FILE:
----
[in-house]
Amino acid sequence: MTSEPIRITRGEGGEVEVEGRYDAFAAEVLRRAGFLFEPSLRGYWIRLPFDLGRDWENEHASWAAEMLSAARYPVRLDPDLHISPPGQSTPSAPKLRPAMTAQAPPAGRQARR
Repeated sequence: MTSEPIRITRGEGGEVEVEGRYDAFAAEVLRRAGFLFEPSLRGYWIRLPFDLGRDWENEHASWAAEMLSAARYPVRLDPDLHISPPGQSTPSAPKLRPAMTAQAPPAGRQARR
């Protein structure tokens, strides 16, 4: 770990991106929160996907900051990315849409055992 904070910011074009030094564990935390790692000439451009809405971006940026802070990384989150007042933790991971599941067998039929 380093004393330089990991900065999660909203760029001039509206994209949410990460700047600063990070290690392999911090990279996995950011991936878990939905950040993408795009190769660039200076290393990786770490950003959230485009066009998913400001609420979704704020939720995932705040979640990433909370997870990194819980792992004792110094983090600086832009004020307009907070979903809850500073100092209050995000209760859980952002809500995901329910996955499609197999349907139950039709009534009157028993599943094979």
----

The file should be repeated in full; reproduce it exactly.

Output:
[in-house]
Amino acid sequence: MTSEPIRITRGEGGEVEVEGRYDAFAAEVLRRAGFLFEPSLRGYWIRLPFDLGRDWENEHASWAAEMLSAARYPVRLDPDLHISPPGQSTPSAPKLRPAMTAQAPPAGRQARR
Repeated sequence: MTSEPIRITRGEGGEVEVEGRYDAFAAEVLRRAGFLFEPSLRGYWIRLPFDLGRDWENEHASWAAEMLSAARYPVRLDPDLHISPPGQSTPSAPKLRPAMTAQAPPAGRQARR
């Protein structure tokens, strides 16, 4: 770990991106929160996907900051990315849409055992 904070910011074009030094564990935390790692000439451009809405971006940026802070990384989150007042933790991971599941067998039929 380093004393330089990991900065999660909203760029001039509206994209949410990460700047600063990070290690392999911090990279996995950011991936878990939905950040993408795009190769660039200076290393990786770490950003959230485009066009998913400001609420979704704020939720995932705040979640990433909370997870990194819980792992004792110094983090600086832009004020307009907070979903809850500073100092209050995000209760859980952002809500995901329910996955499609197999349907139950039709009534009157028993599943094979």